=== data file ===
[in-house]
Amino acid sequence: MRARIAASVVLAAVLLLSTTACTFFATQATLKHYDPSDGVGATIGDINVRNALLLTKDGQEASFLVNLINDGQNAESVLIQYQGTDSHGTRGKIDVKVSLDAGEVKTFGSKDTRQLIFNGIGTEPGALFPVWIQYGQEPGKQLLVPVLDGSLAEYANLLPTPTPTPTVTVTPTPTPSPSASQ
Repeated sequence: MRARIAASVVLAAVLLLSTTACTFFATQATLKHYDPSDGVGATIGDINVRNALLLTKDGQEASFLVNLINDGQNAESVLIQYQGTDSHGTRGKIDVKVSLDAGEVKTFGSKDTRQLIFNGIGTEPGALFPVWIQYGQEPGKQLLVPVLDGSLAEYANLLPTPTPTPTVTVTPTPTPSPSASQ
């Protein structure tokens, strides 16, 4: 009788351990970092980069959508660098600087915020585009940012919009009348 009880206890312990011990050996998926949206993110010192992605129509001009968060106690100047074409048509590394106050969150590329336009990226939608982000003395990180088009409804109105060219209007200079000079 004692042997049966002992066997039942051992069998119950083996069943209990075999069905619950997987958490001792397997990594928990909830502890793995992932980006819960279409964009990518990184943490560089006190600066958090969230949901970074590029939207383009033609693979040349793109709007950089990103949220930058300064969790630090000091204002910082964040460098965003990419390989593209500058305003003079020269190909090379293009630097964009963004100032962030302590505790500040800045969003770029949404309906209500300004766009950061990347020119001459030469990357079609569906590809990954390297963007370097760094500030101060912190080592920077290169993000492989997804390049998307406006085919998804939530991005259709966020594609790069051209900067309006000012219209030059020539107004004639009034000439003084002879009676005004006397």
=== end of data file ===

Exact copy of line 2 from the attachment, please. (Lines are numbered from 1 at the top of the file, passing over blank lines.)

Amino acid sequence: MRARIAASVVLAAVLLLSTTACTFFATQATLKHYDPSDGVGATIGDINVRNALLLTKDGQEASFLVNLINDGQNAESVLIQYQGTDSHGTRGKIDVKVSLDAGEVKTFGSKDTRQLIFNGIGTEPGALFPVWIQYGQEPGKQLLVPVLDGSLAEYANLLPTPTPTPTVTVTPTPTPSPSASQ